Funding Advance Band-Aid Won’t Stop Philly Schools’ Bleeding

Commonwealth Foundation
Contact: 717-671-1901

Short Term Funding Solution Ignores Structural Problems

Philadelphia Schools Need Fundamental Reform to End Education Crisis

With 80 percent of students failing to make proficiency in reading and math despite a $1 billion revenue increase over ten years, Philadelphia’s public education crisis is at a peak. Today’s funding advance will allow schools to open on time in September, but it doesn’t address the School District of Philadelphia’s decade-long trend of higher costs and dismal performance that has brought it to the brink of failure.

“This band-aid solution will not make Philadelphia schools’ performance and funding problems disappear,” commented Nathan Benefield, vice president of policy analysis for the Commonwealth Foundation. “To avoid the same budget crisis next year, Philadelphia must address skyrocketing pension costs, enact money-saving and performance-enhancing seniority reform, and embrace charter schools that perform better academically while receiving less funding per student.”

Key Facts on Philadelphia Public Schools:

  • In 2013, more than 80 percent Philadelphia students failed to make proficiency in both reading and math.
  • Since the 2002-2003 school year, district revenue increased by more than $1 billion, from $1.94 billion to $2.97 billion. This represents an inflation-adjusted, per student increase of more than 21 percent.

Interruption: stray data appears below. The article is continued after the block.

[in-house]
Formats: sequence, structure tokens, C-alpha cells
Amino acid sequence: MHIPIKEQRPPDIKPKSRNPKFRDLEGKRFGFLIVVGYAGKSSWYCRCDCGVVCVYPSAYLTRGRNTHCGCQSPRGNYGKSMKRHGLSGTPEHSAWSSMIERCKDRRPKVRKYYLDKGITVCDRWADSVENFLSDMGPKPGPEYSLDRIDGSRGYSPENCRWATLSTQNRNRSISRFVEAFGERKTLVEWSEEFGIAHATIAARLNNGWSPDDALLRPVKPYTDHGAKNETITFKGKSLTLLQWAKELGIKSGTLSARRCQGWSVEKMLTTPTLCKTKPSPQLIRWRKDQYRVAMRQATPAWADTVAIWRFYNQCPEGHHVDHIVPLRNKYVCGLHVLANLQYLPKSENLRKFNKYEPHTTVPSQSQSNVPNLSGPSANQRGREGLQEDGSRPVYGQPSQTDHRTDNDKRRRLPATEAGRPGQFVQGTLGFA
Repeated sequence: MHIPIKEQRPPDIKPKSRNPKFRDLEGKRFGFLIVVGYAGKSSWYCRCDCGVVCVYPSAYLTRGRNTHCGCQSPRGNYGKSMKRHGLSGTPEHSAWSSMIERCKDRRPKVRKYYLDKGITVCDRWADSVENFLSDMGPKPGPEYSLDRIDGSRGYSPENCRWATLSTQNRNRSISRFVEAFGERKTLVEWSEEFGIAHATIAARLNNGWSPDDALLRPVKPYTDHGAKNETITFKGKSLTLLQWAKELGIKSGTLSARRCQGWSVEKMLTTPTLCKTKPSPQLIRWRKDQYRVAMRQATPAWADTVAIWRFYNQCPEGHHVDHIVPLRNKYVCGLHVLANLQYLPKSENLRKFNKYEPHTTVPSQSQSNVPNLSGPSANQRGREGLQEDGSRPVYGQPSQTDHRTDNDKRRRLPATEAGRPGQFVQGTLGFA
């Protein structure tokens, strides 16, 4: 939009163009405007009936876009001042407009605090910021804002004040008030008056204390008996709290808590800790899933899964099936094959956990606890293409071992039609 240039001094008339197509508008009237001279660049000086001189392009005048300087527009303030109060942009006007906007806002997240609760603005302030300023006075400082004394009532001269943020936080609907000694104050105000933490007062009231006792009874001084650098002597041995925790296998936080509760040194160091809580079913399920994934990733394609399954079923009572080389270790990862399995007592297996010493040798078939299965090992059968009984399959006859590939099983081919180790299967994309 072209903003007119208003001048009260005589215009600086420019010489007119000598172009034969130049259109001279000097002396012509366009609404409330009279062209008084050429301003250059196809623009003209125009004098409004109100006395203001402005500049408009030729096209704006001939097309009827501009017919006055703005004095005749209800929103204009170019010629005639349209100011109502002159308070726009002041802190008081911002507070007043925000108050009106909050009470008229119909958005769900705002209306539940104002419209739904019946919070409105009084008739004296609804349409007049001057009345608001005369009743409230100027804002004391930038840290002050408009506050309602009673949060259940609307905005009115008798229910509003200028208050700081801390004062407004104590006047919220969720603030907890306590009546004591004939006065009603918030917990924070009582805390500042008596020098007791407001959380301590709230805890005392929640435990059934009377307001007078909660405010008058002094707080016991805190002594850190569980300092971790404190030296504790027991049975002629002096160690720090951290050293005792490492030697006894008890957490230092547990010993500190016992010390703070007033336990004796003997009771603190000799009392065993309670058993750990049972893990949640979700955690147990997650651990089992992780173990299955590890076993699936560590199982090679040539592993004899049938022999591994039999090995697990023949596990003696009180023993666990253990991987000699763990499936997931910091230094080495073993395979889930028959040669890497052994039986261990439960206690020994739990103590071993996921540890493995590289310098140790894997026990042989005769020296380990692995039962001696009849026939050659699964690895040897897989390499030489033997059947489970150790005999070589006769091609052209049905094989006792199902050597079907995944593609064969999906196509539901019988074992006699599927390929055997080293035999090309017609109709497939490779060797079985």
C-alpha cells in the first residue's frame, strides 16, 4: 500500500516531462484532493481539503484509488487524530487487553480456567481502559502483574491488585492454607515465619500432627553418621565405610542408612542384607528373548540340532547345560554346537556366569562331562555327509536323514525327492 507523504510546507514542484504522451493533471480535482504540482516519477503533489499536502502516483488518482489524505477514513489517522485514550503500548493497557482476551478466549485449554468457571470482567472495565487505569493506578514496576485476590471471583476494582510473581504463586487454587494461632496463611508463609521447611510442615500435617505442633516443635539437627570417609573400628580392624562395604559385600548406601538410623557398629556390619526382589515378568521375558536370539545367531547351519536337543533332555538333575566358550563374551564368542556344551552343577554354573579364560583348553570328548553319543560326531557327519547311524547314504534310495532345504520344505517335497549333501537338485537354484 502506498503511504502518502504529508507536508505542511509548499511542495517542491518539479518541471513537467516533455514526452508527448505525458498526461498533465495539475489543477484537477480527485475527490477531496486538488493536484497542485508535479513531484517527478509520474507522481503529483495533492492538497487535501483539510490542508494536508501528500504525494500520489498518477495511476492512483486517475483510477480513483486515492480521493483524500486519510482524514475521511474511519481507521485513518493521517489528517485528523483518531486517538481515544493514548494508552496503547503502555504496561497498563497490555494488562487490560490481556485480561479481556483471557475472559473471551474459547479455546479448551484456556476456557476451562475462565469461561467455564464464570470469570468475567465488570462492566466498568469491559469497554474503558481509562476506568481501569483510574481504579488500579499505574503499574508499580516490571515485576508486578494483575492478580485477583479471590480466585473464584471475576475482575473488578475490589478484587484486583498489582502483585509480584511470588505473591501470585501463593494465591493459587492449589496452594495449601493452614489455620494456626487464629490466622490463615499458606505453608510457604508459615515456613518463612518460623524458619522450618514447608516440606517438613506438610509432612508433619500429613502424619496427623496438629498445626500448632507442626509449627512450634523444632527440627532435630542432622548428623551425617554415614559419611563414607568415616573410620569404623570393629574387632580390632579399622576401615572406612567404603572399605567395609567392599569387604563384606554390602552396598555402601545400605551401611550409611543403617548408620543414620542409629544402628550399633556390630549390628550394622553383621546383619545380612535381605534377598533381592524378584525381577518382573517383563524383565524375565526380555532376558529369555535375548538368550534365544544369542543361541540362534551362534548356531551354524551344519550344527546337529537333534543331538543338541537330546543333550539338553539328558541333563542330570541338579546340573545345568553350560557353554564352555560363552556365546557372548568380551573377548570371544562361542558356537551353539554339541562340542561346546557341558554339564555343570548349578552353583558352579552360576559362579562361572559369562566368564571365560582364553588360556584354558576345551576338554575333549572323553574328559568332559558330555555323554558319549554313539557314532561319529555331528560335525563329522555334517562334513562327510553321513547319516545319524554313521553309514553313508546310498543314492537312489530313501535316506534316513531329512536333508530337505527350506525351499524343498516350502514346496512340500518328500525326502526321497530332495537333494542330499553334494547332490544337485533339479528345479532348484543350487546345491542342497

• Philadelphia charter schools outperformed Philadelphia district schools in the 2012-2013 Department of Education's School Performance Profile. The average charter school earned a score of 66, while the average district school was at 57.5.

Benefield continued:

“Neither a cash advance nor a new tax will fix the problems facing Philadelphia schools. Until we address the cost drivers in education by tackling pension reform, retaining teachers based on performance rather than seniority, and giving parents more control over where their children attend school, we won’t improve the quality of education for Philadelphia students.”

For more information and graphs of funding and staffing trends see Commonwealth Foundation’s policy points “Philadelphia School Trends, 2002-03 to 2012-13.”

Commonwealth Foundation staff from both our Harrisburg and King of Prussia locations are available for comment on long-term solutions to Philadelphia’s education crisis.

Please use the below contact information to schedule an interview.


Cindy Hamill
Dir. of Strategic Communications
Commonwealth Foundation
Harrisburg | King of Prussia
Office: 717-671-1901
[email protected]